NB The Government announced in February 2013 that it intends to amend the FW Act NES so as to provide that unpaid special maternity leave taken prior to giving birth is additional to the NES entitlement to take parental leave after the birth.

Employee Relations

Q. Who is liable for sexual harassment?

The perpetrator is directly liable (personally) for his or her conduct. Any person who aids or abets the perpetrator will also be liable.


Q. What other benefits are payable on termination?

You must pay for unused annual leave and long service leave accrued until termination. Under the FW Act, annual leave loading must be paid on annual leave payments (if the employee would have received that on leave taken). Any unpaid expense claims will need to be reimbursed in accordance with the employer’s policy. In some cases, pro rata bonuses will be payable.

Employee Relations

Q. What is sexual harrassment?

Sexual harassment is unwelcome behaviour or conduct of a sexual nature that causes offence, humiliation or intimidation of the victim. The obligation not to sexually harass others applies to all workplace participants and is not only limited to direct employees of and employer. Included in this wide category of workplace participants are fellow employees, contract workers, commission agents, partners and job applicants.

Q. What is the penalty for a breach or non-compliance?

In the case of a serious breach of the Fair Work Act requirements in respect of employee records a corporate could be liable for up to $25,500 in penalties and an individual $5,100

Further, for a breach of the FW Regulations in respect of record-keeping or pay slip requirements may lead to the Fair Work Ombudsman issuing penalties. This can occur within a year of an alleged contravention. The maximum fines for each contravention, which must be paid within 28 days of an infringement notice being issued, are $2550 for a corporation and $510 for an individual.  


Q. How do I know if my employees are covered by a modern award?

To be covered by a modern award, an employer needs to be a National System Employer.

After this is established, award coverage is usually determined by looking at the following:

  • Definitions and interpretation clauses – this will have a definition of the industry the award is to cover and may help in determining whether the award is applicable to the employee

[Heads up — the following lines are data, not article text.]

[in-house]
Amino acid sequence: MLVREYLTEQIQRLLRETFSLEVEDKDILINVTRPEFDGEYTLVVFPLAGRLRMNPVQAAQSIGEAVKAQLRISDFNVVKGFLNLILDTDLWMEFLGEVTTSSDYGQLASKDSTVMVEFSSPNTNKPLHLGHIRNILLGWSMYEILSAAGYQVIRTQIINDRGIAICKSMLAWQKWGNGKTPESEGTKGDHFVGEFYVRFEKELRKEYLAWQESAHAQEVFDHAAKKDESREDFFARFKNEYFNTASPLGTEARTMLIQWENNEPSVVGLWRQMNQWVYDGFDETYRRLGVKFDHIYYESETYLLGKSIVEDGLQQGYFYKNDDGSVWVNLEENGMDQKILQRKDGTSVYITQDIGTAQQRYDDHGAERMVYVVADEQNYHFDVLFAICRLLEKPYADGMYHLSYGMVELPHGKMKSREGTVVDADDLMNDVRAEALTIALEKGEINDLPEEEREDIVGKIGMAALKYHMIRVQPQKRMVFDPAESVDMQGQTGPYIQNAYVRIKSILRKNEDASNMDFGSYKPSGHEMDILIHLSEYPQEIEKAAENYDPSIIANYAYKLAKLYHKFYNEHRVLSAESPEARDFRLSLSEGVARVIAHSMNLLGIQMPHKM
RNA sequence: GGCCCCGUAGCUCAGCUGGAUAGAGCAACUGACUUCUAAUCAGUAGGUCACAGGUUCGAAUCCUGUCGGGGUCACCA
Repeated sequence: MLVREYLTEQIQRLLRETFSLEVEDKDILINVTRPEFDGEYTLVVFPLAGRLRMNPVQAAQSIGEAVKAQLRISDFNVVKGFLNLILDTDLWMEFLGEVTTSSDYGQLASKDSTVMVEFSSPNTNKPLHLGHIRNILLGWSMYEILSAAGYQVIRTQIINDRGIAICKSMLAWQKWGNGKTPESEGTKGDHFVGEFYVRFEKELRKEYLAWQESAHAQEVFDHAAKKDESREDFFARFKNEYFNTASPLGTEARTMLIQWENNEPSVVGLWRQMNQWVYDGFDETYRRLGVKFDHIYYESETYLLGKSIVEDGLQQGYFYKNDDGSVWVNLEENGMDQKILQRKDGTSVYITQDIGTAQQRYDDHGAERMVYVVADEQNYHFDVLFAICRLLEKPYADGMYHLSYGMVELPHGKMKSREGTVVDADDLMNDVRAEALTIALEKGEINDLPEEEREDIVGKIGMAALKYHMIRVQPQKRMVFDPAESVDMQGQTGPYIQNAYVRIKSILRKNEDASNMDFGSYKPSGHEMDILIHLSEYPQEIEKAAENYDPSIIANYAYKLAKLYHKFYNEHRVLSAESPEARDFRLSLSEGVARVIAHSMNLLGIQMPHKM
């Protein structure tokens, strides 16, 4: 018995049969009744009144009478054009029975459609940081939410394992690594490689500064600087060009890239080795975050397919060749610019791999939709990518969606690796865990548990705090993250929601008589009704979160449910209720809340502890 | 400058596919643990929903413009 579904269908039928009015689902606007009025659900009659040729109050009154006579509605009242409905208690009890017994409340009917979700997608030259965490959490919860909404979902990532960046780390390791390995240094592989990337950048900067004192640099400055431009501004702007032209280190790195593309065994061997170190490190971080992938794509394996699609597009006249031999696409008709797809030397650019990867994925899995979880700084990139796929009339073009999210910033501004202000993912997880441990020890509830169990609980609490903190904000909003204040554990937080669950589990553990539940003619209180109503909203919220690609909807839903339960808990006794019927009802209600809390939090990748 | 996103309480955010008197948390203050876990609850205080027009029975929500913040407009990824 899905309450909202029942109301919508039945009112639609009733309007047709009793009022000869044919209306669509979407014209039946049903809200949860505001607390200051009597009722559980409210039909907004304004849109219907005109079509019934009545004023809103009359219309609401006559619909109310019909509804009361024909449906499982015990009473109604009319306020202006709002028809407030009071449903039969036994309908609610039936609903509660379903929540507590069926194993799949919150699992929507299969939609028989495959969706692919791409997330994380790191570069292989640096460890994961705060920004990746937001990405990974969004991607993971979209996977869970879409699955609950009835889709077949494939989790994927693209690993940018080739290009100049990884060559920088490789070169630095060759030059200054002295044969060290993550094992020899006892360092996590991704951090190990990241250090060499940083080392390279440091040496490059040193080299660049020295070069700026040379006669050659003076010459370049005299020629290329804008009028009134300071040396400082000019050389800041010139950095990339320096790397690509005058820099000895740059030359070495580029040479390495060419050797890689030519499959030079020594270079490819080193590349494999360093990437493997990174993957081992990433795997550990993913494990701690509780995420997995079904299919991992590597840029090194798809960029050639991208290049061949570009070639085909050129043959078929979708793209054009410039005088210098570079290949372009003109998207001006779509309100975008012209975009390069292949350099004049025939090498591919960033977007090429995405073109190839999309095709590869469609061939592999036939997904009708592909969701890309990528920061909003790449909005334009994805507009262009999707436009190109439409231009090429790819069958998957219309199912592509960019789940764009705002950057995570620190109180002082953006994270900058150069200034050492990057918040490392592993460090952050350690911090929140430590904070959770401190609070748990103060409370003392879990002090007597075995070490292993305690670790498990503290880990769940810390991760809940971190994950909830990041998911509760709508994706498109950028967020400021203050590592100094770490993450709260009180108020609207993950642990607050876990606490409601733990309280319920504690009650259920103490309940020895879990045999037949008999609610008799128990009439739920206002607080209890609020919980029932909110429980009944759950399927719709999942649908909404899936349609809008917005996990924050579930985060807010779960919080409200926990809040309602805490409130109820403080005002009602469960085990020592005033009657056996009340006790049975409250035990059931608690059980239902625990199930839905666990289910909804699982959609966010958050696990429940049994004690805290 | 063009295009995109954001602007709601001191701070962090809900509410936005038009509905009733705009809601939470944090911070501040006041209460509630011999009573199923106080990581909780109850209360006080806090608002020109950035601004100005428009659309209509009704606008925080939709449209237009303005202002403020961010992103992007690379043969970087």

• Coverage clauses – generally relates to the industry which the award covers, e.g. the retail industry, and may exclude some occupations specifically
  • Classifications clauses – generally this will list the duties performed by employees covered by the award at different levels


Q. What are my OHS obligations for employees that work from home from a regular / irregular basis? 

You have the same general duty to ensure the health and safety (so far as reasonably practicable) of those employees that work from home. If you have a worker who regularly works from home, you must ensure that they have a safe working environment, they can communicate effectively with you, and they have an emergency plan and appropriate first aid facilities.


Q. Do I have to give the employee a reason for dismissal?

There is no common law obligation on an employer to give reasons for terminating an employment contract on notice.

However, if an employee is able to access the FW Act unfair dismissal scheme, a failure by the employer to give the employee notice of the grounds for dismissal before a final decision is made to dismiss, will count against the employer if the employee subsequently makes an unfair dismissal claim.

The FW Act also provides a general protections scheme which prohibits dismissal for certain reasons, including the fact the employee has a certain attribute or is engaging in a certain activity.  An employer will be better equipped to defend any general protections claim if it can prove the reasons for any adverse action and show that the decision-maker was not motivated by protected activity or attribute of the employee.

It may be easier for a claimant to prove that the claimed reason for taking adverse action is not the real reason if the claimed reason was not imparted as the reason for taking the action at the time it was taken. An employer may decide not to supply a reason for dismissing an employee if the employee cannot access unfair dismissal laws (i.e. because they have not served their minimum employment period, or are award/agreement-free and earning in excess of the threshold earnings).  This is not a good idea though, because of the potential exposure to general protections claims.

It may be easier for a claimant to prove that the claimed reason for taking adverse action is not the real reason if the action is not consistent with usual processes and procedures in the organisation.  If your organisation has established a process for dealing with unsatisfactory work performance or misconduct (such as a series of steps escalating to dismissal, with various rights of employees and employers during that process clearly specified) and this process is followed consistently, the employee will find it difficult to prove that the actions were for a reason associated with the employee’s protected activity or protected attribute.  This requires adequate training of managers so that they can implement those procedures properly.

When there is potential for one or more employees to be dismissed on grounds of redundancy due to the employer’s decision to implement a major workplace change, modern awards and enterprise agreements may oblige the employer to consult with the affected employees before a dismissal decision is taken.